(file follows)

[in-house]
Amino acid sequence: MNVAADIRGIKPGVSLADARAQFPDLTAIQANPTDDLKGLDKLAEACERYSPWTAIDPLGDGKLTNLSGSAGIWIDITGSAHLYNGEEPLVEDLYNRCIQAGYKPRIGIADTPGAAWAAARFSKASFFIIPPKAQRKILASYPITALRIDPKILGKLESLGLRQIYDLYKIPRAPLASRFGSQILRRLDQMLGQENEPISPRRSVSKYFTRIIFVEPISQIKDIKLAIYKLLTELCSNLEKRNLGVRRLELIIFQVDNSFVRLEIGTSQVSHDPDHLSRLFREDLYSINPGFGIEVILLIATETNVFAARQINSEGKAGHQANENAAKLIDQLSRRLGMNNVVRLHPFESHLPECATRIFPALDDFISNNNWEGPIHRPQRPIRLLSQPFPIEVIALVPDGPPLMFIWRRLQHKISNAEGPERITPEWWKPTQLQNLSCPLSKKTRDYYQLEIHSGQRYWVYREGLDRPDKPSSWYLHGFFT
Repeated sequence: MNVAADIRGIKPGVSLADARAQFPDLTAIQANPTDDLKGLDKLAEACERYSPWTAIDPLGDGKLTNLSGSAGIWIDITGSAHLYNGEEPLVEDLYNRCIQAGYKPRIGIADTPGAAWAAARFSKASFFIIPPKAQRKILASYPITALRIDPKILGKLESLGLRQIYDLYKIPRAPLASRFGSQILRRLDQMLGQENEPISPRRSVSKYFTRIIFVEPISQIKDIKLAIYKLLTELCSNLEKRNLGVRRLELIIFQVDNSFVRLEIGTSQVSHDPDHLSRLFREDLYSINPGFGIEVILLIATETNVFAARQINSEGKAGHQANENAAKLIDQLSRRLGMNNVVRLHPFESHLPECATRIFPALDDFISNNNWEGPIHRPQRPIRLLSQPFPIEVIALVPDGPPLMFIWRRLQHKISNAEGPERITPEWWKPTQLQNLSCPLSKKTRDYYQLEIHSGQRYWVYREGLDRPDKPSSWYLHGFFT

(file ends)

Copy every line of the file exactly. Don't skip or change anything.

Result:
[in-house]
Amino acid sequence: MNVAADIRGIKPGVSLADARAQFPDLTAIQANPTDDLKGLDKLAEACERYSPWTAIDPLGDGKLTNLSGSAGIWIDITGSAHLYNGEEPLVEDLYNRCIQAGYKPRIGIADTPGAAWAAARFSKASFFIIPPKAQRKILASYPITALRIDPKILGKLESLGLRQIYDLYKIPRAPLASRFGSQILRRLDQMLGQENEPISPRRSVSKYFTRIIFVEPISQIKDIKLAIYKLLTELCSNLEKRNLGVRRLELIIFQVDNSFVRLEIGTSQVSHDPDHLSRLFREDLYSINPGFGIEVILLIATETNVFAARQINSEGKAGHQANENAAKLIDQLSRRLGMNNVVRLHPFESHLPECATRIFPALDDFISNNNWEGPIHRPQRPIRLLSQPFPIEVIALVPDGPPLMFIWRRLQHKISNAEGPERITPEWWKPTQLQNLSCPLSKKTRDYYQLEIHSGQRYWVYREGLDRPDKPSSWYLHGFFT
Repeated sequence: MNVAADIRGIKPGVSLADARAQFPDLTAIQANPTDDLKGLDKLAEACERYSPWTAIDPLGDGKLTNLSGSAGIWIDITGSAHLYNGEEPLVEDLYNRCIQAGYKPRIGIADTPGAAWAAARFSKASFFIIPPKAQRKILASYPITALRIDPKILGKLESLGLRQIYDLYKIPRAPLASRFGSQILRRLDQMLGQENEPISPRRSVSKYFTRIIFVEPISQIKDIKLAIYKLLTELCSNLEKRNLGVRRLELIIFQVDNSFVRLEIGTSQVSHDPDHLSRLFREDLYSINPGFGIEVILLIATETNVFAARQINSEGKAGHQANENAAKLIDQLSRRLGMNNVVRLHPFESHLPECATRIFPALDDFISNNNWEGPIHRPQRPIRLLSQPFPIEVIALVPDGPPLMFIWRRLQHKISNAEGPERITPEWWKPTQLQNLSCPLSKKTRDYYQLEIHSGQRYWVYREGLDRPDKPSSWYLHGFFT